(LOOK AT THE VIDEO!!!) I coincidentally saw this in a class today and thought it was a really, really, really cool (and rather complex) example of flow visualization. I struggled to understand it at first, but further research and reading the interesting things people were commenting under the video linked below helped me better understand it. This simple experiment of Laminar Flow was developed by John DeMoss and Kevin Cahill from the Department of Physics & Astronomy at the University of New Mexico. In here, the three different colored dyes are dropped into a highly viscous material and then they’re stirred. Given that the stirring is done slowly, the dyes never really mix together in space and are “layered” in a way (Laminar flow). Hence, when they’re unstirred, they return to their original starting states and positions. In my opinion, both the initial droplets, the “unmixed” mix generated by the stirring, and the final unstirring to get back to the original state (all recorded by the camera) provide a great and cohesive example of how flow can be visualized in all of its artistic and scientific glory. (https://www.youtube.com/watch?v=p08_KlTKP50)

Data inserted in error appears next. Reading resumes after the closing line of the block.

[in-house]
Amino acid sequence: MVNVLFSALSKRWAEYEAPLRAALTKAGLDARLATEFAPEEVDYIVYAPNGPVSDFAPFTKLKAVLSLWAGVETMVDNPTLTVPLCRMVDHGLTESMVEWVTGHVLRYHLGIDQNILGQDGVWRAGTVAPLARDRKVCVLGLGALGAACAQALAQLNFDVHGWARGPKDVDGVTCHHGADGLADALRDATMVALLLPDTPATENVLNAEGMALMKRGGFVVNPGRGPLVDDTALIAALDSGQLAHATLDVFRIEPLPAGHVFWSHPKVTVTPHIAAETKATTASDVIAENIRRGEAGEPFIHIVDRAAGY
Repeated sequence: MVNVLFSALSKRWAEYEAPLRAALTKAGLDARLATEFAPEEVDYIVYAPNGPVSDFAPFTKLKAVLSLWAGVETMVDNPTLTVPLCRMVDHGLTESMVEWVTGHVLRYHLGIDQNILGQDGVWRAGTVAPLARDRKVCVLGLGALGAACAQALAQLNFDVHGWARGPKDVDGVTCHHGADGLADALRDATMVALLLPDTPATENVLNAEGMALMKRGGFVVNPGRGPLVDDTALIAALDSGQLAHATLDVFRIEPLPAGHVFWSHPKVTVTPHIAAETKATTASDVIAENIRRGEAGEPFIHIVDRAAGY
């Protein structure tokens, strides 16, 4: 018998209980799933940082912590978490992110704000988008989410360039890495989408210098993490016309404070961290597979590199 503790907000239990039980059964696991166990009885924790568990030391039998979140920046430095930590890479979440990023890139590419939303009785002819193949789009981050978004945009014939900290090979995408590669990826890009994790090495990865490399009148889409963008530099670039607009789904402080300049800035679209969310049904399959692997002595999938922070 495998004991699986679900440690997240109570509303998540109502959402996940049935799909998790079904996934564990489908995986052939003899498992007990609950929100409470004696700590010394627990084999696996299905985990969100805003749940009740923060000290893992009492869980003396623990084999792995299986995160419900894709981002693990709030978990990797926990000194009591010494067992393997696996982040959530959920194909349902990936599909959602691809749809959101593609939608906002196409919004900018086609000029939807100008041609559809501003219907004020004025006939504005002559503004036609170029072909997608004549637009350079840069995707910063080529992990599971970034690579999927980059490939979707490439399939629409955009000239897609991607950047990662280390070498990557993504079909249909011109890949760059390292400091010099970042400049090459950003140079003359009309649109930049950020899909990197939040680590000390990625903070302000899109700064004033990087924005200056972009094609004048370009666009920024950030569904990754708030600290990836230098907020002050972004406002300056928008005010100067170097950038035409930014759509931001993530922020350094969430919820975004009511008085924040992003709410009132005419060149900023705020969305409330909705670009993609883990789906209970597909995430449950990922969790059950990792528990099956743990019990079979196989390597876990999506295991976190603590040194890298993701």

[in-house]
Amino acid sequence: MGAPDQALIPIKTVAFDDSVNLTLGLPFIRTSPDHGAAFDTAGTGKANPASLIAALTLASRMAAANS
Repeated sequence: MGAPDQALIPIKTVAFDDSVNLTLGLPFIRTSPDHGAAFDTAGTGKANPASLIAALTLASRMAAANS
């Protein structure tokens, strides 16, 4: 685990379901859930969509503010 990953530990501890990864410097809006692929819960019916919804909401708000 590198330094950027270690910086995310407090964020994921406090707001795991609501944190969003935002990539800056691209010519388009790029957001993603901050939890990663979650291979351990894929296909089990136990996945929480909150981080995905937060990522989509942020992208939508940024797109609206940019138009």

Second Prize – This is really wild fluids experiment. I have also seen it demonstrated in class and I think it is super cool!